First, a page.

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Canada will increase its demand for packaged products

Canada will increase its demand for packaged products, the United States Department of Commerce (DOC) projected.

Canada is highly dependent on a wide range of consumer-oriented imports of US agricultural products.

Even as the Canadian foodservice sector continues to rebound, the DOC expects total foodservice sales to remain lower until mass Covid-19 vaccination allows indoor dining to return to pre-Covid levels. -19.

Consequently, the best opportunities for US agricultural export growth are expected to be in the retail sector: grocery stores/supermarkets.

Packaged products

In 2020, Canadian food and beverage retail sales increased by a record 10% over the previous year, reaching $ 109 billion, including $ 20 billion alcohol sales, while Covid-19 response measures generated double-digit losses in food service.

After consumers stockpiled staples and bulk early in the pandemic, the number of home-prepared meals remained high throughout the year as foodservice outlets were scaled down to take out or limited operations. of meals, according to the DOC

In addition, the demand for consumer packaged products recognized as organic, natural and with clean ingredients continues to increase.

As the pandemic continues to evolve, DOC anticipates that consumer shopping behaviors will continue to adapt to it.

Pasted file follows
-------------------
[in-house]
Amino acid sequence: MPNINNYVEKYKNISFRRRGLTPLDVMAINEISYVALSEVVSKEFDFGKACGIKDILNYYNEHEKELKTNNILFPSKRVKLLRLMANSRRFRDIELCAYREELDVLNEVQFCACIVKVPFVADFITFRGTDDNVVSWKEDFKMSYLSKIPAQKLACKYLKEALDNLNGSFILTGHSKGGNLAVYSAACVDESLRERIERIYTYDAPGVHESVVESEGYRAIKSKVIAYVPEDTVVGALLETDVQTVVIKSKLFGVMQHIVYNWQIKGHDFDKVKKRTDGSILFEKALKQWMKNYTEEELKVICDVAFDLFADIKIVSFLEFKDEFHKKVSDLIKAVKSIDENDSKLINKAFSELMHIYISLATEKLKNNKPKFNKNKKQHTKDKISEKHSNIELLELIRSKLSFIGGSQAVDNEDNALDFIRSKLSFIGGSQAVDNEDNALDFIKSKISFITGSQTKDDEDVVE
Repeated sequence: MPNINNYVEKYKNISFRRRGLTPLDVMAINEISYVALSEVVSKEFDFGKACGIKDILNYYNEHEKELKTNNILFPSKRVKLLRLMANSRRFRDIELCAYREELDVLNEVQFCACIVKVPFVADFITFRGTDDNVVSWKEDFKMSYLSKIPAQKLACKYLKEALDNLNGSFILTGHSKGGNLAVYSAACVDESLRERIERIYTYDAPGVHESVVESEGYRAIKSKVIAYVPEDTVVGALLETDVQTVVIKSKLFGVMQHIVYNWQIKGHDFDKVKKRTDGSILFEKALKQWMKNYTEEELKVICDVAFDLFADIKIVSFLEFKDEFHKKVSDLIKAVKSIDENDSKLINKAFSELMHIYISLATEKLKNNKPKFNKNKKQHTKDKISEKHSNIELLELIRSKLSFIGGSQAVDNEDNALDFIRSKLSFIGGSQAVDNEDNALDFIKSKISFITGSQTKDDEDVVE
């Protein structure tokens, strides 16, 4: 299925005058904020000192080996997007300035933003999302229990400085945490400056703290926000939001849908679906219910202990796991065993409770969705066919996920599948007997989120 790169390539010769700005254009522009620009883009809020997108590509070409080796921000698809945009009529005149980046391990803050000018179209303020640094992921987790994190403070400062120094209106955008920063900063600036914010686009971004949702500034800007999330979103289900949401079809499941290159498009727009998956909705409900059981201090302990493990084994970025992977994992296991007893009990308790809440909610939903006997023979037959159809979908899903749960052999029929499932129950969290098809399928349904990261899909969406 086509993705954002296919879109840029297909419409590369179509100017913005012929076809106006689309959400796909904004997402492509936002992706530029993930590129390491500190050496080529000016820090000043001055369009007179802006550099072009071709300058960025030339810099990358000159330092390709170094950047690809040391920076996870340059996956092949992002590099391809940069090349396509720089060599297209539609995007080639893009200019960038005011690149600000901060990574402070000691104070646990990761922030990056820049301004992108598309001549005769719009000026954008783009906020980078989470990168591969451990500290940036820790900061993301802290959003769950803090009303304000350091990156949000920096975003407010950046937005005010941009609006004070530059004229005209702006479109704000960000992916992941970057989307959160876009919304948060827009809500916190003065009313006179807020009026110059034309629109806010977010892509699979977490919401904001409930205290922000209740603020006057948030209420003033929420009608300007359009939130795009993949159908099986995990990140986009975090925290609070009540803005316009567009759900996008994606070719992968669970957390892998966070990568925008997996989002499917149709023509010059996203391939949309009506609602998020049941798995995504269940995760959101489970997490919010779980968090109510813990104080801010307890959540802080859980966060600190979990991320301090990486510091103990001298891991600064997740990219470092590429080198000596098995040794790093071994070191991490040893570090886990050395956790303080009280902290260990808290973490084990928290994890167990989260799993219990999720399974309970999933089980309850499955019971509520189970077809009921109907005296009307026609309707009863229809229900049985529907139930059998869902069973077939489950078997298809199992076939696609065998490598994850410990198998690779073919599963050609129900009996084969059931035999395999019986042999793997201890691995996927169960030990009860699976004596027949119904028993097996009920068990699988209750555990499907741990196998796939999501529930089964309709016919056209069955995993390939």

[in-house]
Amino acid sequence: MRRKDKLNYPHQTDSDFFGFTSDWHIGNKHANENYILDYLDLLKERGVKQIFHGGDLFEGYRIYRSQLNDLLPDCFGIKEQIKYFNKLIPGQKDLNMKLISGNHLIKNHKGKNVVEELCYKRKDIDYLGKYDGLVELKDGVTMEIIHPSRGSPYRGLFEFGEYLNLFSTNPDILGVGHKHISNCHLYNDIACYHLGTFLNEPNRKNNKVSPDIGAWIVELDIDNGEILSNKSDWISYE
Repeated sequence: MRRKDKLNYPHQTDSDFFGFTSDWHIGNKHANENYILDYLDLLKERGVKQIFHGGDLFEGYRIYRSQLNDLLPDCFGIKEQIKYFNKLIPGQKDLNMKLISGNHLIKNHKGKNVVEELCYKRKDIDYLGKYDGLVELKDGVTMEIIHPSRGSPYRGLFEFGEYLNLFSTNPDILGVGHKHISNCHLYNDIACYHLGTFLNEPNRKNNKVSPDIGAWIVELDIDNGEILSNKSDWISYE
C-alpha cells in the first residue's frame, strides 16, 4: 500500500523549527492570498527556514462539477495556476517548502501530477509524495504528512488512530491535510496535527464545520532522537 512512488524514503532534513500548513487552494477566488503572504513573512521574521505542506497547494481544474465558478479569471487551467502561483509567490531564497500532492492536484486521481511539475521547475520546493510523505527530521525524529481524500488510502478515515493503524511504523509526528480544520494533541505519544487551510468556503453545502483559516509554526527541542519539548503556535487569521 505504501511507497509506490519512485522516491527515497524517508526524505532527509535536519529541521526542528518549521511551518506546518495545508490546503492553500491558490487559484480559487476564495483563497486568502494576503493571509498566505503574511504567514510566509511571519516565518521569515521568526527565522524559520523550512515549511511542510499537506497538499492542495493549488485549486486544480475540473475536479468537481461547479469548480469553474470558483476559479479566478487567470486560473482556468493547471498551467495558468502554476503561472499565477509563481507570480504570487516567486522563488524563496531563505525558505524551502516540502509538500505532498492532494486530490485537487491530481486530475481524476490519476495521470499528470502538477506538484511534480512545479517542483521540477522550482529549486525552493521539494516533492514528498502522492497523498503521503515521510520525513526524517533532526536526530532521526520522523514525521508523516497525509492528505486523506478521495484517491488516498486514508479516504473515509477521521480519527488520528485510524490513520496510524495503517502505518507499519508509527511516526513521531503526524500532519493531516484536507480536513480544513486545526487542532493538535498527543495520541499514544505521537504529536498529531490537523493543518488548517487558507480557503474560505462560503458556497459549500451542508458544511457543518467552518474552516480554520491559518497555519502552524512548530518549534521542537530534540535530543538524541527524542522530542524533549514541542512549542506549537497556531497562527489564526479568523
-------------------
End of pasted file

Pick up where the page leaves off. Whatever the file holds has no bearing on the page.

With financial insecurity related to Covid-19 in the country, typically price-conscious Canadian consumers are expected to remain cautious in the short term, driving sales of private label products.

Essential products, such as rice, pasta, and bread, as well as snack foods, will continue to work well.

USMCA

The United States, Mexico, and Canada are parties to the United States–Mexico–Canada Agreement (USMCA), which entered into force on July 1, 2020, replacing the North American Free Trade Agreement (NAFTA).

USMCA is a 21st century, high-standard trade agreement, supporting mutually beneficial trade resulting in freer markets, fairer trade, and robust economic growth in North America.

The Agreement modernizes and rebalances U.S. trade relations with Mexico and Canada, and it reduces incentives to outsource by providing strong labor and environmental protections, innovative rules of origin, and revised investment provisions. The Agreement also brings labor and environment obligations into the core text of the agreement and makes them fully enforceable.

 

 

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